William "Sandy" Schenck lead a field trip through the Delaware Piedmont for the A.I. duPont High School Earth Science Class. The trip made use of the Wilmington-Western Railroad and everyone rode the railroad's "Doodle Bug." Activities included up close examinations of rock and mineral features and even "Panning for Garnets" at Brandywine Springs Park.
Fine- to medium-grained, equigranular biotite tonalite usually occurring as rounded boulders. Tonalites are leucocratic (15 to 25% modal mafic minerals), light gray to buff on fresh surfaces, and locally contain mafic enclaves with reddish rims, the result of iron hydroxide staining. Possibly intrusive into the Perkins Run Gabbronorite Suite.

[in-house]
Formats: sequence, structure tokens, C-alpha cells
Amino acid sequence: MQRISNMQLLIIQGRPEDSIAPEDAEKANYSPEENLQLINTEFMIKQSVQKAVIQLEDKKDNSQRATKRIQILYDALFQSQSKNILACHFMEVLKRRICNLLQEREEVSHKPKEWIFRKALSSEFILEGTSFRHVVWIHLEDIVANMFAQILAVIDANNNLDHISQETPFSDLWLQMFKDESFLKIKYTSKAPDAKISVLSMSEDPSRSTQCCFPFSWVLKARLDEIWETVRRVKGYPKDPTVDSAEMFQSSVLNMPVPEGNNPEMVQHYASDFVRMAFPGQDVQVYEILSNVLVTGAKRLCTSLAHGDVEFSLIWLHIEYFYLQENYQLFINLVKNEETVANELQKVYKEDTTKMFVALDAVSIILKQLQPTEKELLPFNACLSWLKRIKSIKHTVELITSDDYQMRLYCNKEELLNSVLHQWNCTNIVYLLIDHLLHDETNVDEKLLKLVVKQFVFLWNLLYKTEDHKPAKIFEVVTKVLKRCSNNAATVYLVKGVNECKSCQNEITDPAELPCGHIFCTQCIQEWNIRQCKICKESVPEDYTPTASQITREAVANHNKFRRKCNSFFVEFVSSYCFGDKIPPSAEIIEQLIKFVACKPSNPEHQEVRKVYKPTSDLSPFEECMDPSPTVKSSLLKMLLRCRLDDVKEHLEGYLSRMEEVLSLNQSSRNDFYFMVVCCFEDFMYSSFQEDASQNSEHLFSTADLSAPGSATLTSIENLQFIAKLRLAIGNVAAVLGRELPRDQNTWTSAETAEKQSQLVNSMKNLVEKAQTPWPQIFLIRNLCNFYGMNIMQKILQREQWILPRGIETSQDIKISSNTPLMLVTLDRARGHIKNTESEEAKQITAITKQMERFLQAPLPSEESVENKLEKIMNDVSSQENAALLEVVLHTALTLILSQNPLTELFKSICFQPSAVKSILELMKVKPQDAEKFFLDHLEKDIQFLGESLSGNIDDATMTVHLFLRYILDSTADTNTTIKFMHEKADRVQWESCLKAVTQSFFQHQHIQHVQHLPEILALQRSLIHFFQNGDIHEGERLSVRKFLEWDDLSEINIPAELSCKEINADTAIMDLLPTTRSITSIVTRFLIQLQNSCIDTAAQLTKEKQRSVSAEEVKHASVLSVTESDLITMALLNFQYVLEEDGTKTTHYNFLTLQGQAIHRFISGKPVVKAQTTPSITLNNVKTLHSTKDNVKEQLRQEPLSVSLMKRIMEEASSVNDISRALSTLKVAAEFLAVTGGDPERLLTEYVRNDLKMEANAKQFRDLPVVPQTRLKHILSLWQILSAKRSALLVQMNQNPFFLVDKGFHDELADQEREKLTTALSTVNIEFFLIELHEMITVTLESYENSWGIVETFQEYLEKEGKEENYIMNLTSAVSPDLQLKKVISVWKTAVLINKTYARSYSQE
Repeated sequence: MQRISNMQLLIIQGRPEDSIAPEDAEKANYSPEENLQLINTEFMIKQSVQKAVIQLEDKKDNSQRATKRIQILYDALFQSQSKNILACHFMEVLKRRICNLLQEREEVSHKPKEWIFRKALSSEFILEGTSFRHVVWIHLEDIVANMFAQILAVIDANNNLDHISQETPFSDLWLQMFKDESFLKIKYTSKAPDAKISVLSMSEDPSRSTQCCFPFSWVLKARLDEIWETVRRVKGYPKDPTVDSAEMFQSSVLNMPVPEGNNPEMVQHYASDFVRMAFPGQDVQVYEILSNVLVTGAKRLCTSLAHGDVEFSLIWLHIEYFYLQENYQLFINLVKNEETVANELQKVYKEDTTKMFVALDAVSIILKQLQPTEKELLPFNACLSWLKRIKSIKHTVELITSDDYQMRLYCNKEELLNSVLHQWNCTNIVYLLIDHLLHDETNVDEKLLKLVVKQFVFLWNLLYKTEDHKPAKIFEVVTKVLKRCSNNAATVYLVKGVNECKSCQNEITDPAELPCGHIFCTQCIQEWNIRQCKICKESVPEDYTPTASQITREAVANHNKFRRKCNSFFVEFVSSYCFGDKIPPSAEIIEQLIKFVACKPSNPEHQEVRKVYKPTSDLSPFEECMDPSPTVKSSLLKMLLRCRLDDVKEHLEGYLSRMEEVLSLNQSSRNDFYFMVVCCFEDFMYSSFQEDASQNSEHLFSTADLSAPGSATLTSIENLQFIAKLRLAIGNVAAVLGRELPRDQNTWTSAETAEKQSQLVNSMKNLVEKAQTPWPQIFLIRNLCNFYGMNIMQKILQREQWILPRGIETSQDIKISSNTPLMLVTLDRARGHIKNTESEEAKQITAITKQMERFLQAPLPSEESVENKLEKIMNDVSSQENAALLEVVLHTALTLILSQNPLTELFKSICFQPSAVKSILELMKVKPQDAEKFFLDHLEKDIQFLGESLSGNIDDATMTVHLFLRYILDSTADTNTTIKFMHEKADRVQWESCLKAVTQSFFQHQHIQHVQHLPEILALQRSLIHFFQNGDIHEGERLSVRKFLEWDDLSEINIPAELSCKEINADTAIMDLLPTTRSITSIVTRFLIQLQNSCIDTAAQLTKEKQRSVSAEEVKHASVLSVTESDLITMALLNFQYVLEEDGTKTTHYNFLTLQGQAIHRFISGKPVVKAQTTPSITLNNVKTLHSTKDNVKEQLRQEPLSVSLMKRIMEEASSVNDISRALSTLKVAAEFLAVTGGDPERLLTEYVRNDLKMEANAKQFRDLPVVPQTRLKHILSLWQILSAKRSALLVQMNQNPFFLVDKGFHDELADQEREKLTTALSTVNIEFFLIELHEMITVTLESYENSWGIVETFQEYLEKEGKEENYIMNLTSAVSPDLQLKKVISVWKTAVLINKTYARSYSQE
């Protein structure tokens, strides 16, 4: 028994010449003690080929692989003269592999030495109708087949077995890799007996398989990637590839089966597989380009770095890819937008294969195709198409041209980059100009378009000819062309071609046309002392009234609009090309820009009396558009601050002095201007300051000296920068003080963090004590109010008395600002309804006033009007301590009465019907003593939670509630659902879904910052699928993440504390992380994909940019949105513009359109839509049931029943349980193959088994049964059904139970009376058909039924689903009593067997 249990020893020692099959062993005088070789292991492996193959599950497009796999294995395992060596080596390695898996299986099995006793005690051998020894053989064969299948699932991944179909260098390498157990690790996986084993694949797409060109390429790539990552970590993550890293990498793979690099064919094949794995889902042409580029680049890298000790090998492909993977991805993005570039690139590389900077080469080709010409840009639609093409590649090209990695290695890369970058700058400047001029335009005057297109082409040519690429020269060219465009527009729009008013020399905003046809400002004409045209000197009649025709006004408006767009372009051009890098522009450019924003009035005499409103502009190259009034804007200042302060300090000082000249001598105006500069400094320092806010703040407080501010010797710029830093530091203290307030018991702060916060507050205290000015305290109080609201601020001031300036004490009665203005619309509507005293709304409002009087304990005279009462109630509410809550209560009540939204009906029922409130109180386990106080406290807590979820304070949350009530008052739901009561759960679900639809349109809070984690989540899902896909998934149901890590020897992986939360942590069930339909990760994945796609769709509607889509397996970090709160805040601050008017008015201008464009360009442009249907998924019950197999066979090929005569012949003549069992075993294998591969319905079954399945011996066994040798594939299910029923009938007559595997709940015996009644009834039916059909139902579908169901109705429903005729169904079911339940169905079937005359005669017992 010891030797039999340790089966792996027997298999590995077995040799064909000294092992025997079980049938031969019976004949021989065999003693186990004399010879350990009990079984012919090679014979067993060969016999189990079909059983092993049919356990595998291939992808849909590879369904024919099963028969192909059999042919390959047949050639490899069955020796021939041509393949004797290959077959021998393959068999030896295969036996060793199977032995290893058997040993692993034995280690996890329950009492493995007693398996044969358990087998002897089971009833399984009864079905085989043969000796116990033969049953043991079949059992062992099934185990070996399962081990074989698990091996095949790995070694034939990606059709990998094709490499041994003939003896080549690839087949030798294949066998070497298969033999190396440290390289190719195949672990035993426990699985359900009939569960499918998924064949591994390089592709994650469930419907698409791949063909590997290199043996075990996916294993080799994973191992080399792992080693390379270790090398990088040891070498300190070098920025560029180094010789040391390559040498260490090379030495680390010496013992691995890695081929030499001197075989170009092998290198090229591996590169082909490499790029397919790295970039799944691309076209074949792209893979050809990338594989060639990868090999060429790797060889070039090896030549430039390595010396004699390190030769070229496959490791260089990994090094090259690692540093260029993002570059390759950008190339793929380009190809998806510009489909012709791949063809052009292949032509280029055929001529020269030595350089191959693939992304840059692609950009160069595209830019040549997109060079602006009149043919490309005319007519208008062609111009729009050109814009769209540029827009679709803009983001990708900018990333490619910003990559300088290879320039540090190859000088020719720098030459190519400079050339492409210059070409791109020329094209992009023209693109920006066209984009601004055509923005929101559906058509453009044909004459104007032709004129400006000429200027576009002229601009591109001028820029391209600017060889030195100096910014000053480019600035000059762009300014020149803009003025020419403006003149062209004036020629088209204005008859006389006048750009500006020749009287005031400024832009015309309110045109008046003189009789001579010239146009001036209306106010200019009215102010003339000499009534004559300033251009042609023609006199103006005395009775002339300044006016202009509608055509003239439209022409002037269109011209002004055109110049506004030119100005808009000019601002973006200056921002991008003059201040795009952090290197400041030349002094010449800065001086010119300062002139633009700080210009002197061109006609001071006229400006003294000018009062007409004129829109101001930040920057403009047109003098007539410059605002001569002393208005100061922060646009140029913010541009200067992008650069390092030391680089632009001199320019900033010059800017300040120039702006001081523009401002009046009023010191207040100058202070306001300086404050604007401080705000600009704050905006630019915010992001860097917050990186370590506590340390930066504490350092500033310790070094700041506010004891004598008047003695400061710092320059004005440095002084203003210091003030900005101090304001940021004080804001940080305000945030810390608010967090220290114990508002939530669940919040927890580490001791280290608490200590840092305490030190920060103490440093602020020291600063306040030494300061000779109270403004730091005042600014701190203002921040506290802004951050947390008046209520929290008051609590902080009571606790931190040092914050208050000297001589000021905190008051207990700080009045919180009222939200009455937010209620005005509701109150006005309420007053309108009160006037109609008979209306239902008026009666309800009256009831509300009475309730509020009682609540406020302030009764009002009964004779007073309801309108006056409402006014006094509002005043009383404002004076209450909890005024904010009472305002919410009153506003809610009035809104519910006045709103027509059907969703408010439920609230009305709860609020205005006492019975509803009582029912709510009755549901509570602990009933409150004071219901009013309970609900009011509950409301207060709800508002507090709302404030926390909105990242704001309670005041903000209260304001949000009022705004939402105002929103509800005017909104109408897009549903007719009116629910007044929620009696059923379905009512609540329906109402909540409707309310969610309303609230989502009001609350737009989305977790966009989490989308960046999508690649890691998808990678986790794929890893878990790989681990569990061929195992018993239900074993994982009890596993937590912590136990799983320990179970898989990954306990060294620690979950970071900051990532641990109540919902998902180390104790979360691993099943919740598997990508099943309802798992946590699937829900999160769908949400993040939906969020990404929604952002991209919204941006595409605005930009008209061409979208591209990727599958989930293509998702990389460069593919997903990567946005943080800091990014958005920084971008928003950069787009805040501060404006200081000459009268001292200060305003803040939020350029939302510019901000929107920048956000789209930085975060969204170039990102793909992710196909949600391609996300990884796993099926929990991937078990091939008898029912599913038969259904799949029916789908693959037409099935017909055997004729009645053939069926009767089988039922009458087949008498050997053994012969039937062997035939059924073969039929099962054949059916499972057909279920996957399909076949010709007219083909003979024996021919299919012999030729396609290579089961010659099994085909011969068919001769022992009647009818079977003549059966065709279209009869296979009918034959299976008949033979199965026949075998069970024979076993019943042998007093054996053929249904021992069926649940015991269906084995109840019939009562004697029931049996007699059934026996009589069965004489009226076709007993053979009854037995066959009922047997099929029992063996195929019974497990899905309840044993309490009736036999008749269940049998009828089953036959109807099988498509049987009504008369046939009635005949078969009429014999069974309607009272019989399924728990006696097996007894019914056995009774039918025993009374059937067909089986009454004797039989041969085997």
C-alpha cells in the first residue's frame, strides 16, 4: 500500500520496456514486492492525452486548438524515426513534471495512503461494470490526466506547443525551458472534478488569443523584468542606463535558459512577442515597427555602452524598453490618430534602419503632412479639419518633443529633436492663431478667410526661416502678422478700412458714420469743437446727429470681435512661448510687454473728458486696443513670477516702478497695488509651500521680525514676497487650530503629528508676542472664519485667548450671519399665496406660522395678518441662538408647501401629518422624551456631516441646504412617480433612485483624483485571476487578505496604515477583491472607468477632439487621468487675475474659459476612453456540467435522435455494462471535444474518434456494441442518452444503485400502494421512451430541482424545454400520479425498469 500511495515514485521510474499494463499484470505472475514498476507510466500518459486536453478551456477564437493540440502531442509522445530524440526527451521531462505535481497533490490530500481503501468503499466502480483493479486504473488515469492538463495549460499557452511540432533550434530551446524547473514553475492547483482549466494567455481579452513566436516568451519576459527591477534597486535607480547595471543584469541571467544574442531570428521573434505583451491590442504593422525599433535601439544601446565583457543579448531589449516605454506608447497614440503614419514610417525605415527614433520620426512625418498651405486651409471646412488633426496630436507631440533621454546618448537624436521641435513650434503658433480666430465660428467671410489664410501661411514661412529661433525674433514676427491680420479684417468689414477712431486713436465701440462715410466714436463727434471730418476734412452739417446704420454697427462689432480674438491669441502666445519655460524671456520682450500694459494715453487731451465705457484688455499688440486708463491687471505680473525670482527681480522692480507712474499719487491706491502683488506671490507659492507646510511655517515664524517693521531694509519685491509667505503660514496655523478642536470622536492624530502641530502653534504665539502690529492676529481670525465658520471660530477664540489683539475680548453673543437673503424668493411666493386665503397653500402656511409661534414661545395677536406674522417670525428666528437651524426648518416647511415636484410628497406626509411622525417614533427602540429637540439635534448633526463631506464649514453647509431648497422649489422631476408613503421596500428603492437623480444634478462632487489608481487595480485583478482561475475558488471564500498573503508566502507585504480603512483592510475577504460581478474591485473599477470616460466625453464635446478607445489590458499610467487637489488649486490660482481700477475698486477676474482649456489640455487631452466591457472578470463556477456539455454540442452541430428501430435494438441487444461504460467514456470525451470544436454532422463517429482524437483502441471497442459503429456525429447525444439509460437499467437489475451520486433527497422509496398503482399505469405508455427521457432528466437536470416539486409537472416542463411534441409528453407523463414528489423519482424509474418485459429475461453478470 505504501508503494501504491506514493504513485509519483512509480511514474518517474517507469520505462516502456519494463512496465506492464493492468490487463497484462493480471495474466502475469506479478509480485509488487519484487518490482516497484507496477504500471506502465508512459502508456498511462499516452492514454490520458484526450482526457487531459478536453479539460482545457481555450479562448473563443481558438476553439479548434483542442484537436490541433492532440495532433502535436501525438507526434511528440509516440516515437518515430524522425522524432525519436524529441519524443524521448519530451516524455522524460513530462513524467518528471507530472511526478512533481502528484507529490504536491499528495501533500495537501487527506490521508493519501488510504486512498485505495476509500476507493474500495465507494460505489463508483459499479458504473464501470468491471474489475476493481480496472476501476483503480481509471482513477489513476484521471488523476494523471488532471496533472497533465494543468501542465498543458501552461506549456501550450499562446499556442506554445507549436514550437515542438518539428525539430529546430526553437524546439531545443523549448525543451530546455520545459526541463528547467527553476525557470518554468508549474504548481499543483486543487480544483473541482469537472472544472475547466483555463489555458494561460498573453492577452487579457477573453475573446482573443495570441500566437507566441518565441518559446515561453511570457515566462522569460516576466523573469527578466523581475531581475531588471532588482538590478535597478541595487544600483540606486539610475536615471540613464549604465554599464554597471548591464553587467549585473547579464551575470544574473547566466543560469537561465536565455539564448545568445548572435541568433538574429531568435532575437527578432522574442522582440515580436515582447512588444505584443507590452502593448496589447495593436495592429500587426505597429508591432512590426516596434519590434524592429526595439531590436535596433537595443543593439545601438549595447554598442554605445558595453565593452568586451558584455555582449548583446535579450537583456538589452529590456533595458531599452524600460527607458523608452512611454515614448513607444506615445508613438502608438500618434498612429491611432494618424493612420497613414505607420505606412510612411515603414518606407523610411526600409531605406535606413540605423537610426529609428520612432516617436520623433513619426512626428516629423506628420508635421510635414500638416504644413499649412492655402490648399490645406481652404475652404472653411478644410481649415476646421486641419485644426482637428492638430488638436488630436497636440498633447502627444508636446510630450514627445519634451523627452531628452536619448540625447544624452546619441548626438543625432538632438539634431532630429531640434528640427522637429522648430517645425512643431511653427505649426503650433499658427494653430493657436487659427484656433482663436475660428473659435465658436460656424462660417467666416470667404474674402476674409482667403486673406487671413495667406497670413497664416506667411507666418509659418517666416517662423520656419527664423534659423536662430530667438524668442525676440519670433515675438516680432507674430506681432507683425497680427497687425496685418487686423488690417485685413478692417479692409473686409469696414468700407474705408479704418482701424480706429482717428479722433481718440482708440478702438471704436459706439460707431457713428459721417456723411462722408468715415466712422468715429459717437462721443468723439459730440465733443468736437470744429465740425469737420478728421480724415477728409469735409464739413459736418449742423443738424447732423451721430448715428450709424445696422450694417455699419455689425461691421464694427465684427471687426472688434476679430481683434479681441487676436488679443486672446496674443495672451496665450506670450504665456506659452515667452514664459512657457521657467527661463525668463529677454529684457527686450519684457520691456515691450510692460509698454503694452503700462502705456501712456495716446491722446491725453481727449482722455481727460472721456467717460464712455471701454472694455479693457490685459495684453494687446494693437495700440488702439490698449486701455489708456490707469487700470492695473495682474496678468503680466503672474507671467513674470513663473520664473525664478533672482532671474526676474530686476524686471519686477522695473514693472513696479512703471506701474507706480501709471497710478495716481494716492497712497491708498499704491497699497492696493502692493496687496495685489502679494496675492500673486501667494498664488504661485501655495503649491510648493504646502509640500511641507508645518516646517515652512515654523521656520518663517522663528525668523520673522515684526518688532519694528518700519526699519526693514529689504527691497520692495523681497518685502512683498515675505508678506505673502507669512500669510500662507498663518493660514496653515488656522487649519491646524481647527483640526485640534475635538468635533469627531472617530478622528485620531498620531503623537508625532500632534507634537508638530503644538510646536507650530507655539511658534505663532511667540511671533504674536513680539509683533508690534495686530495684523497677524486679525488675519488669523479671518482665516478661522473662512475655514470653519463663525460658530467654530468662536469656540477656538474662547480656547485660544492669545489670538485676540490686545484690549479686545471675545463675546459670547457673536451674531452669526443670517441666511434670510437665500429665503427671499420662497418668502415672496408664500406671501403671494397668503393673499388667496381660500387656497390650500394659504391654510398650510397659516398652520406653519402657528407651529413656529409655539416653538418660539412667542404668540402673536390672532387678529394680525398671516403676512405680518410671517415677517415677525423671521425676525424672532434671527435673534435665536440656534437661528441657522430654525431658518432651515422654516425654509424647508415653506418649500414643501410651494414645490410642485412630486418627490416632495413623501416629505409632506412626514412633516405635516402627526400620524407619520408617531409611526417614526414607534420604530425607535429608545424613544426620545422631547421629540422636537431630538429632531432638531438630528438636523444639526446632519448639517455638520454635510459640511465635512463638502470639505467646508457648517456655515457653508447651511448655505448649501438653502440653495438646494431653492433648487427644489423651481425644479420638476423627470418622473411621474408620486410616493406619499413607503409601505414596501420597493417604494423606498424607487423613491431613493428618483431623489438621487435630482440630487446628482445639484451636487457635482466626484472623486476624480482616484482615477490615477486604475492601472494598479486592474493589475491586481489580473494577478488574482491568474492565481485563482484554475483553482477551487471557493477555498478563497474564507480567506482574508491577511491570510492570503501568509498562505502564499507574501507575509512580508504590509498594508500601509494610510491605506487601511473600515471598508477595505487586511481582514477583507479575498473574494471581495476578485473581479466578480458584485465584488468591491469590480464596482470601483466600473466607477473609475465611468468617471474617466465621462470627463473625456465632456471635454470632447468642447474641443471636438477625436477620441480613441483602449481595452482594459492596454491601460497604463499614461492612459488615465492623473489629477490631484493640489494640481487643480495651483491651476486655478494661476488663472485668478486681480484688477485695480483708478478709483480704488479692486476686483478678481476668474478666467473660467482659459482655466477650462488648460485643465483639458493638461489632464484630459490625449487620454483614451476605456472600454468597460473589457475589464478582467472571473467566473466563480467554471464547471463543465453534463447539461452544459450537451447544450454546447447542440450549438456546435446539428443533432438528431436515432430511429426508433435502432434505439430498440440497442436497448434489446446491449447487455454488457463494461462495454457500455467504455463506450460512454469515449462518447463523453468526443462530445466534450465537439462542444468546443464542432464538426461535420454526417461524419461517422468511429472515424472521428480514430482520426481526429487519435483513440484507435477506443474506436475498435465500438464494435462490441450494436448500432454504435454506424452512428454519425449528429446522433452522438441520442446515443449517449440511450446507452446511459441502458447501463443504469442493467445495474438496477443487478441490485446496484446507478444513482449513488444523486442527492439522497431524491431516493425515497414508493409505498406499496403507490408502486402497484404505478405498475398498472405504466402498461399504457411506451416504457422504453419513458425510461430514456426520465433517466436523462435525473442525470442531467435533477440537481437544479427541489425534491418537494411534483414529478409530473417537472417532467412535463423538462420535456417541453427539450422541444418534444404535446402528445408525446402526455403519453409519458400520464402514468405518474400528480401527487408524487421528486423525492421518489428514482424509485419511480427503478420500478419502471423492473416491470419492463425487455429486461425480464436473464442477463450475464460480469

A field trip to Bringhurst Woods Park is appropriate for students in grades 5 and up (10 years and older), and provides an opportunity to observe intrusive plutonic igneous rocks that have intruded into country rock, which in this case is the blue rock or what geologists call the Brandywine Blue Gneiss. In addition, the minerals in the pluton are large, easily identified, and interesting. Mineral collecting is not allowed within the park, however permission may be obtained to collect along Shellpot Creek southeast of the park. Please do not use rock hammers on the rocks in the park.
A visit to Woodlawn Quarry is suitable for ages 10 to adults and provides an interesting opportunity to observe common mineral specimens, identify the quarry as an early mining site, appreciate the physical work necessary to quarry rock with hand tools, and discuss the economic importance of the minerals found in the quarry. The minerals that can be readily found and identified in the quarry are feldspar, quartz and mica.